Adobe Reader OpenType fonts (Myriad Pro and Minion Pro)

albertoxic's picture

Dear typophiles,
I've just downloaded the latest version of Adobe Reader for Windows. After installing this free software I can see a new folder on my hard disk with some Adobe OpenType fonts (Myriad Pro, Minion Pro and Courier Std). Since Adobe Reader is a free software I suppose these great fonts are a free gift from Adobe. Am I right? Can I use these fonts for commercial projects? Where can I get the license agreement?

Many thanks
albertoxic

grod's picture

As far as I understand it the use of Adobe's bundled fonts is governed by the EULA for the software, of which the font is a part. see Section 1 subsection iii 1. Definitions. "Software" means (a) all of the contents of the files, disk(s), CD-ROM(s) or other media with which this Agreement is provided, including but not limited to (i) Adobe or third party computer information or software; (ii) related explanatory written materials or files ("Documentation"); and (iii) fonts; and (b) upgrades, modified versions, updates, additions, and copies of the Software, if any, licensed to you by Adobe (collectively, "Updates"). ...
So the font is governed by the same EULA as Acrobat Reader.

Glyn Adgie's picture

This topic has come up before. The problem I have with understanding the EULA is that it is difficult to interpret the rest of the agreement in terms of using the fonts as such. For example, the paragraph about "No Modification" puts restrictions on how other software may interface with the Software, but these only make sense when talking about interfacing with Acrobat Reader: i.e. creating plug-ins for it, or integrating it into other applications. You really have to stretch the meaning to understand such "interfacing" in terms of the fonts.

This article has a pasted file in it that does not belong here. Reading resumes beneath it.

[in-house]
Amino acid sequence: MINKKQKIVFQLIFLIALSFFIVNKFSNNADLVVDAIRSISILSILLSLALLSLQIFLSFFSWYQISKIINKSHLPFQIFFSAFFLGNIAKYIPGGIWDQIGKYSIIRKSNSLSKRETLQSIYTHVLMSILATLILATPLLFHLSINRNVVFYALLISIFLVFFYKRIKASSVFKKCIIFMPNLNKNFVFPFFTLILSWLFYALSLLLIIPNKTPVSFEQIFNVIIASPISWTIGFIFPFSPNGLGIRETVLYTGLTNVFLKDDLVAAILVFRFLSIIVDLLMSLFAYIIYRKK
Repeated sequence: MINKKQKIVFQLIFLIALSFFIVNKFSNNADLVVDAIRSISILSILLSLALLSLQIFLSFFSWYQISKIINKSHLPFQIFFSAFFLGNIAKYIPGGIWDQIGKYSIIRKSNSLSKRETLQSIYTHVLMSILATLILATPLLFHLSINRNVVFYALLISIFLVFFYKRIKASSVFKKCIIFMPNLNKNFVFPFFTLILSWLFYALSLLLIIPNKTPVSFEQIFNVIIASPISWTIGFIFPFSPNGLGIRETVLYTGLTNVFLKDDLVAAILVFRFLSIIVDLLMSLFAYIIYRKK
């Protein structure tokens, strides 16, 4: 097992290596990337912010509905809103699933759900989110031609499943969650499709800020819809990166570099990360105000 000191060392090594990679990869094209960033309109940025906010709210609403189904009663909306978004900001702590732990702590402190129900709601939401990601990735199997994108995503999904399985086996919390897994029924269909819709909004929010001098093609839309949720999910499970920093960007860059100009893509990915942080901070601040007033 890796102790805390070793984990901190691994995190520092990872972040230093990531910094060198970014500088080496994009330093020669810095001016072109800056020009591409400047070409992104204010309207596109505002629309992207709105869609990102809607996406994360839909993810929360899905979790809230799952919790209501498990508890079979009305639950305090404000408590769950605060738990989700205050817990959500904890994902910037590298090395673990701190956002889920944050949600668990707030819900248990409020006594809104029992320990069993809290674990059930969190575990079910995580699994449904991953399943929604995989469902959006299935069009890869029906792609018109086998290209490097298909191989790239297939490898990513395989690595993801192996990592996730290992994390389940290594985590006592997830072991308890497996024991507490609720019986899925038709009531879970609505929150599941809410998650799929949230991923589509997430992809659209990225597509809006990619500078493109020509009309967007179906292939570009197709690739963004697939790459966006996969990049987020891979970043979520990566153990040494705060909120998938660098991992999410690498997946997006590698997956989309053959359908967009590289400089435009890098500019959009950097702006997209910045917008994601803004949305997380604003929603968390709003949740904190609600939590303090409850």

Miss Tiffany's picture

Albertoxic, can you link us to the EULA? I'd be interested in reading it.

albertoxic's picture

Hi Tiffany,
fonts bundled with Acrobat Reader have not a specific license agreement. Probably their use is governed by Acrobat Reader's license: http://www.adobe.com/products/acrobat/acrreula.html

But, as Glyn Adgie said, it's not so simple to interpret the software EULA regarding bundled fonts...

Miss Tiffany's picture

Under Software Use it states: 2.1 General Use. You may install and Use a copy of the Software on your compatible computer, up to the Permitted Number of computers.

I would take use in this instance to allow for graphic design work.

Under Definitions it states: "Use" or "Using" means to access, install, download, copy or otherwise benefit from using the functionality of the Software in accordance with the Documentation.

I would find the word benefit to include design work.

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